Pakistan’s involvement in the dramatic growth of the Taliban was deep. This was evident in the sudden development of the tactical and organisational sophistication of the Taliban fighters. Pakistanis built radio and telephone systems and other logistical equipment for the nascent Taliban administration. (The dialing code for Kandahar in Afghanistan was the same as Quetta in Pakistan!) In 1997-98, Pakistan helped the Taliban pay salaries to its bureaucrats.
Despite the crucial backing from Pakistan, the Taliban was no stooge of Islamabad. For the first four years of its existence, senior Taliban leaders rarely referred to the Islamic Umma or indeed to any event overseas. The issue of Kashmir (and Chechnya, Iraq or Palestine) was never raised. In June 2000, Islamabad gave the Taliban a list of 18 camps where sectarian militants from Pakistan were believed to be training. In response, the Taliban closed three. Three months later, Islamabad unsuccessfully demanded the extradition of 15 militants.
Transformation in Phases
Many transformations have taken place in the Taliban’s worldview since its first spell of rule of Afghanistan. At that time, the only three countries which recognised the Taliban regime were Pakistan, Saudi Arabia and the United Arab Emirates (UAE). Today, ties are cold with Saudi Arabia and the UAE, partly because of the Taliban’s closeness to Qatar, which has broken ranks with Saudi Arabia. Precisely for this reason, Turkey is now on the side of the Taliban.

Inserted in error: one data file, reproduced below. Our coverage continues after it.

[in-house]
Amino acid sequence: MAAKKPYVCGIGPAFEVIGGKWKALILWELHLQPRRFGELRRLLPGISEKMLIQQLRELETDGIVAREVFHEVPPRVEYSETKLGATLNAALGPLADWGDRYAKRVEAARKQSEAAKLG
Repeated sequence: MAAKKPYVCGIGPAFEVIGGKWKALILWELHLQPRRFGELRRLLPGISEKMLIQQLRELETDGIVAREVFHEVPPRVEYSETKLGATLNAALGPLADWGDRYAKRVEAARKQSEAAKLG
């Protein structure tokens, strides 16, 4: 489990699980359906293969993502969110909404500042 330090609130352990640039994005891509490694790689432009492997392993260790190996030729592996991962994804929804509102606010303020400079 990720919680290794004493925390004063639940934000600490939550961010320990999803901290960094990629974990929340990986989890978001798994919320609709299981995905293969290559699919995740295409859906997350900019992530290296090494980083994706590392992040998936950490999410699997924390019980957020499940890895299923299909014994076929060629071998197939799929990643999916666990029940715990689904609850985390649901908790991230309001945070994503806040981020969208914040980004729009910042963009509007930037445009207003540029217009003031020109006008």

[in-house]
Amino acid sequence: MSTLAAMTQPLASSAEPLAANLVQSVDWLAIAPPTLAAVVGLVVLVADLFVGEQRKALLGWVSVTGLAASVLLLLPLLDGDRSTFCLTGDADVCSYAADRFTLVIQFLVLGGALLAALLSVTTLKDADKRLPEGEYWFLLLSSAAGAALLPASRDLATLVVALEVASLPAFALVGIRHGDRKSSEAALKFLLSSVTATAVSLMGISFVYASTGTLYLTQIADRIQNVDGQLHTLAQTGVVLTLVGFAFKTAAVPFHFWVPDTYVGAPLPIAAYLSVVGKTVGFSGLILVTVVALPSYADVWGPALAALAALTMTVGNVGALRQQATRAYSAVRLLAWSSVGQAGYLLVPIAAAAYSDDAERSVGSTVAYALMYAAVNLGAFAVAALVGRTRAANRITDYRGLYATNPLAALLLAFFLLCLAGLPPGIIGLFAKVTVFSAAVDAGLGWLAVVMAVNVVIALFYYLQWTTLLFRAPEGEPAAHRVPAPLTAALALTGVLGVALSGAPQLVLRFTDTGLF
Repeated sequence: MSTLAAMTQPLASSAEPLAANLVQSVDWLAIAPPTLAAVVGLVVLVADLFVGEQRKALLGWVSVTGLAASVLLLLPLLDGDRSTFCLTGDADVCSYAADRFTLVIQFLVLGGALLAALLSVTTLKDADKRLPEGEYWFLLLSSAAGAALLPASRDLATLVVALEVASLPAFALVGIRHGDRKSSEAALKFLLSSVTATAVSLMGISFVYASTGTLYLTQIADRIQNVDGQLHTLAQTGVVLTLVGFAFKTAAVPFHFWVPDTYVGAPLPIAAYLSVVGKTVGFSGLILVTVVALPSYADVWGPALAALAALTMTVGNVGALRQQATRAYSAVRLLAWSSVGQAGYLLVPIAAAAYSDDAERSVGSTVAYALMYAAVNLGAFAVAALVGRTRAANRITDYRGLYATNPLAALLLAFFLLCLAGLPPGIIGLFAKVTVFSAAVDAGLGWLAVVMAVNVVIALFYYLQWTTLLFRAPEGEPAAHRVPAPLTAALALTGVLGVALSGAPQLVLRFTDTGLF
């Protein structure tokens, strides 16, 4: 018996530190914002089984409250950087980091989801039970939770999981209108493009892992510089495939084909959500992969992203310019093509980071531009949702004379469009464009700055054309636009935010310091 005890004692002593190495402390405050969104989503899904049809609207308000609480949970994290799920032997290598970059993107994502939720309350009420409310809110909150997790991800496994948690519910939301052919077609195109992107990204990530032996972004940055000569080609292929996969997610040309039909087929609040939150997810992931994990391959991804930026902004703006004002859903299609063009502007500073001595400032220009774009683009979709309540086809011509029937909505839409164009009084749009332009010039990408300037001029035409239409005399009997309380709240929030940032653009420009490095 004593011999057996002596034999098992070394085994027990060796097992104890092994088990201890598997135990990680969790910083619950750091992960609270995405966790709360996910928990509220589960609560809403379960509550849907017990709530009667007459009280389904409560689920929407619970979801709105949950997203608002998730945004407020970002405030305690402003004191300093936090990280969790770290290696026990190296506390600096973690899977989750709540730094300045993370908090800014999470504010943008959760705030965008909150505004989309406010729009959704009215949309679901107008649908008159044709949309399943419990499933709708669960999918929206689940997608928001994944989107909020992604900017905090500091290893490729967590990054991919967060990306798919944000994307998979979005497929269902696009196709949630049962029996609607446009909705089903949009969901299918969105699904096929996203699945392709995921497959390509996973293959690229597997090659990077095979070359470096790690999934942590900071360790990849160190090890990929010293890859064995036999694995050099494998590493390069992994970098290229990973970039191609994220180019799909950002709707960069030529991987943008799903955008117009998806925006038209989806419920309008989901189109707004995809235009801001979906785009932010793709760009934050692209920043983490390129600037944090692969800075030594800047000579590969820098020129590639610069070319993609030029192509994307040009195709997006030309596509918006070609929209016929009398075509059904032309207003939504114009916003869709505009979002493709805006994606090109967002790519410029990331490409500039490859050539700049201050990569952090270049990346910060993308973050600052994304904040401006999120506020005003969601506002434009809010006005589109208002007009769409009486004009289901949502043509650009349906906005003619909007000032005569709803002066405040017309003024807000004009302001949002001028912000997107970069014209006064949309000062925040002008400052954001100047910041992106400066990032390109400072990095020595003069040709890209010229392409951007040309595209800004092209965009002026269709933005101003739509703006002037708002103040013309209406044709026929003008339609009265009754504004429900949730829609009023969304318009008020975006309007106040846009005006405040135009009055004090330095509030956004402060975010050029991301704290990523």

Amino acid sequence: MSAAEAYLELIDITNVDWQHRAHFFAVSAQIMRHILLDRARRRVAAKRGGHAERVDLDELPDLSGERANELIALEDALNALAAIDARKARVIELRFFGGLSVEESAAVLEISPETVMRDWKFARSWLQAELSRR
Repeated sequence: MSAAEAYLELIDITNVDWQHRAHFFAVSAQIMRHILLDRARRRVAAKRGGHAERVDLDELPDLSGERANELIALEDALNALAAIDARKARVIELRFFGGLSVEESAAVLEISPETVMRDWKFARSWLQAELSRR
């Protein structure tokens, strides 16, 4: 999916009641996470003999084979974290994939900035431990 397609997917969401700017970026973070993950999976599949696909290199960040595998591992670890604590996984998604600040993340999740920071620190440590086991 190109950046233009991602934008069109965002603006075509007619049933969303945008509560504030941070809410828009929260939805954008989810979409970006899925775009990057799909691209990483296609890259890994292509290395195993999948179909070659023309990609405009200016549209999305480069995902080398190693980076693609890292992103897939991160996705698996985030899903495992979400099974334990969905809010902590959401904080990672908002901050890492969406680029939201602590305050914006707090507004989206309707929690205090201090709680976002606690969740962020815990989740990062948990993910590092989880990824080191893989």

The US and the Soviet Union have switched roles vis-a-vis the Taliban (and its earlier incarnation Mujahideen). China is all for the Taliban as long as the latter does not stoke Islamist fires in the Chinese border region. Having put all its eggs in the anti-Taliban basket, on the mistaken assumption that the US will not abandon Afghanistan, India is a major loser in the current scenario, certainly in the short run.
With its economic muscle, China will try to pump in a lot of money into Afghanistan, partly to keep the Taliban in good humour and partly to aggressively pursue its Belt and Road Initiative. The West is unlikely to pour in aid if the Taliban plays havoc with human rights (although the West is perfectly capable of overlooking rights abuses when it suits its interests.)
The Pakistani military-intelligence apparatus can celebrate for now but there will be blowback for sure; remember Pakistan became radicalised and militarised by the time the Soviets quit Afghanistan. But Islamist groups around the world will be impressed seeing images of a victorious Taliban and the fleeing Americans. One hopes the Taliban, having learnt its lessons, says and does the right things for a better Afghanistan instead of becoming a part of the global terror network or presiding over an archaic Islamic society.
(The author is a senior journalist based in New Delhi)